God’s attributes are God’s revealed descriptions of his own nature and character. They are unique to him because he is unique.
Describing the attributes (or characteristics or perfections) of God’s being is different from describing the attributes of any other being because God the Creator has a nature completely different from that of any of his creatures. It is often easier to say what God is not than to say what he is. Many of the attributes of God are therefore expressed as negatives. For example, God is im-mortal, in-visible, im-passible, im-mutable, in-finite and so on. These words mean that by nature he cannot die, he cannot be seen, he cannot be made to suffer, he does not change, and he cannot be contained by creaturely reality. All these characteristics distinguish him from his creatures but do not tell us exactly what it means for God to exist in the way he does. The Bible also describes God in positive terms. Christian theology reflects this when we say that he is eternal, holy, omniscient, omnipotent, and omnipresent.
Each of God’s attributes mutually qualify one another, so that they are never abstract or considered in isolation. For example, to say that God is “all powerful” (omnipotent) does not mean that he can do anything, but that he is not constrained by something or someone greater than himself. God cannot deny his own nature, but he can exercise his sovereign will in whatever way he chooses.
Theologians have classified God’s attributes in various ways, but these ways generally fall into two categories: attributes that describe God in himself and attributes that describe God in his relations to creatures. The former are often called incommunicable or absolute (like infinity or omnipresence), and the latter communicable, or relative (like holiness or faithfulness). Strictly speaking, all God’s attributes are incommunicable or proper to his unique nature as God. But many of them refer to God’s activity toward creatures and also have correspondences in the created order. Human beings are not divine, but in many ways we reflect his character as his image-bearers. For example, God knows and understands all things; he is omniscient. Human beings also have minds and can know many things, but in a finite way rather than in the infinite way God knows all things. Similarly, God is eternal, and he gives human beings something that we call eternal life, but our eternal life has a beginning, which his does not. It is also a gift of his grace, whereas his life belongs to him by nature.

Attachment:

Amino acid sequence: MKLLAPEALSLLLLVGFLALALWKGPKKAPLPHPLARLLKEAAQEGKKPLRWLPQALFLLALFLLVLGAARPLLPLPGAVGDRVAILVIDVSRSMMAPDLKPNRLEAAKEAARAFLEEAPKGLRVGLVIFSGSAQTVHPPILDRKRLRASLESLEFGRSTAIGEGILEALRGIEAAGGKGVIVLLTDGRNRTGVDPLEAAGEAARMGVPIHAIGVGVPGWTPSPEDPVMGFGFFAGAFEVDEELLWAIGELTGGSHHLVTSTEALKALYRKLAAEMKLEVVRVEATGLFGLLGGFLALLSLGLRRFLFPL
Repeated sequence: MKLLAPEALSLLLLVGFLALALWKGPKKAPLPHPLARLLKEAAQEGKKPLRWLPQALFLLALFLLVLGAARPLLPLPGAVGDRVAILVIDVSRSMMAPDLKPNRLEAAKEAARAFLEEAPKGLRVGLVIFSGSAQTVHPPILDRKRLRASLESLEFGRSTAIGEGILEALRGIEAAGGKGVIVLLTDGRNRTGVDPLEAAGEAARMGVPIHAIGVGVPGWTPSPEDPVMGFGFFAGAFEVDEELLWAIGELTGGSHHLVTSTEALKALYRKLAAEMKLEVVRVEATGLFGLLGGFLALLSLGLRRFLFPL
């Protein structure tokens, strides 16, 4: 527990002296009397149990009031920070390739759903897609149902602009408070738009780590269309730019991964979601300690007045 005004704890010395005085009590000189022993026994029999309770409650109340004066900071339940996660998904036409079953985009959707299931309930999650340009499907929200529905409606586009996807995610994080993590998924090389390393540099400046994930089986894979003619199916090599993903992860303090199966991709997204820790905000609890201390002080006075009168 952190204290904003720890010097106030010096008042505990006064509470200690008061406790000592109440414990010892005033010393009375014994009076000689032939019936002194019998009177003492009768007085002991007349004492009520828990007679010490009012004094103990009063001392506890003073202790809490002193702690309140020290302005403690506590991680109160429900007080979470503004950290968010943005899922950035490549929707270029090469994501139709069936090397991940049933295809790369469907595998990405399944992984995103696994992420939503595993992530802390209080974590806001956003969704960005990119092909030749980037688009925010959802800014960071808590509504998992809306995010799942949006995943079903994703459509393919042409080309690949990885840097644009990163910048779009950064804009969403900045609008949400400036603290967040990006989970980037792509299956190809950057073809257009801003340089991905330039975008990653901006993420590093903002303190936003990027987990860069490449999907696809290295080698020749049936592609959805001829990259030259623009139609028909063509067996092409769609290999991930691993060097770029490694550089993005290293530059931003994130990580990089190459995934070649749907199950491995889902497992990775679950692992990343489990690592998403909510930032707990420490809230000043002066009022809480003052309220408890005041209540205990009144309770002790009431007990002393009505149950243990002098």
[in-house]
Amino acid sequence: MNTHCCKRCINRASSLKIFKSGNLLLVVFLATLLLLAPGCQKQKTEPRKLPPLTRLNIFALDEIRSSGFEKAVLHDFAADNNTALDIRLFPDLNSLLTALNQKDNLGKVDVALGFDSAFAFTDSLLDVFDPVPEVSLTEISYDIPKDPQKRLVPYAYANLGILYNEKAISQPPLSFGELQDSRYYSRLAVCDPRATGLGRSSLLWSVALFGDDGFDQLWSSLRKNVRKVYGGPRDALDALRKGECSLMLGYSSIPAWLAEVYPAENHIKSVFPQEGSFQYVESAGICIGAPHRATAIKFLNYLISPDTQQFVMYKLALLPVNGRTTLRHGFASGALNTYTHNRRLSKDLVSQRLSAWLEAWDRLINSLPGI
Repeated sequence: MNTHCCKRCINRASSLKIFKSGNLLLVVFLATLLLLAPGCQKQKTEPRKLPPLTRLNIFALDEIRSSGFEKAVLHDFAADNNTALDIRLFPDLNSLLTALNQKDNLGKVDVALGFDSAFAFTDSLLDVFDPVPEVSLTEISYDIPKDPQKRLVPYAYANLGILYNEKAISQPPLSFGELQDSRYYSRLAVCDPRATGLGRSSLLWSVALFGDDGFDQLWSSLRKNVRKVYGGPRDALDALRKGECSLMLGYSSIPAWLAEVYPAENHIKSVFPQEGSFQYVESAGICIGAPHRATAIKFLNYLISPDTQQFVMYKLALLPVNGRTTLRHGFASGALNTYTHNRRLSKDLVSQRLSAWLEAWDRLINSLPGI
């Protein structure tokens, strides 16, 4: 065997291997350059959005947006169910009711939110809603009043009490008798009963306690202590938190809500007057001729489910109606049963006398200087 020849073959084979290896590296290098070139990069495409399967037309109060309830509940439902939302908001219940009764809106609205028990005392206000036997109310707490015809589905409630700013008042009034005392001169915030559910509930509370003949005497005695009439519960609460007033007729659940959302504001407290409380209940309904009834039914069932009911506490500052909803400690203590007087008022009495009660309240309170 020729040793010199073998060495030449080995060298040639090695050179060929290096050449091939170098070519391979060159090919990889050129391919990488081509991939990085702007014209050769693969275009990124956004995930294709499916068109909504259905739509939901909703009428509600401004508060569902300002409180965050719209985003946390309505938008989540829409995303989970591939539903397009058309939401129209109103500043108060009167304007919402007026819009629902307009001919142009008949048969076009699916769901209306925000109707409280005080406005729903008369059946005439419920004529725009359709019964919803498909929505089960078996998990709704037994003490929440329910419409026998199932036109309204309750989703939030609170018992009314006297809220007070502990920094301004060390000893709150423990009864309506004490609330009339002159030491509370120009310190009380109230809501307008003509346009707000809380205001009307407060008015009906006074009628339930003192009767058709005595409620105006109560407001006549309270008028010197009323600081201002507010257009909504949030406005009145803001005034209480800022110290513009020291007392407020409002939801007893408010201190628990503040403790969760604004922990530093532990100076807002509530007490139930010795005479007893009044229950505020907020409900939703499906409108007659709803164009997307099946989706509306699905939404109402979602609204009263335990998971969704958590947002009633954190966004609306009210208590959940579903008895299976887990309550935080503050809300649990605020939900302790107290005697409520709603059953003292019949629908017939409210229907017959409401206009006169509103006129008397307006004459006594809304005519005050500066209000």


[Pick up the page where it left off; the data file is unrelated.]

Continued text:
Because God’s incommunicable or absolute attributes are difficult for us to grasp, they often come under criticism for being incoherent or otherwise problematic. For example, many theologians in modern times have had difficulty with God’s impassibility (his inability to suffer) because they think that a God who cannot suffer in his very nature is not able to understand or sympathize with those who do. To them, God must be able to enter into the experience of human suffering in order to redeem us from it. Classical theologians agree with this concern, but they say that entering into human suffering is exactly what the Son of God has done by becoming a man as Jesus Christ. The divine person of the Son took to himself our nature in order to be able to suffer and die in accordance with that nature rather than according to his impassible divinity in itself. Christian theology has always recognized that God’s attributes hold together not in our intellectual grasp of them, but in God himself.
Jn 1:18; 1 Ti 1:17; Ro 1:20; Col 1:15–16; Heb 11:27; Heb 6:17–18; 1 Co 15:50; Jas 1:17; Heb 13:8; Heb 4:15–16; Ps 145:7; Ps 139:7–10; Is 66:1
Bray, G. (2018). God’s Attributes. In M. Ward, J. Parks, B. Ellis, & T. Hains (Eds.), Lexham Survey of Theology. Bellingham, WA: Lexham Press.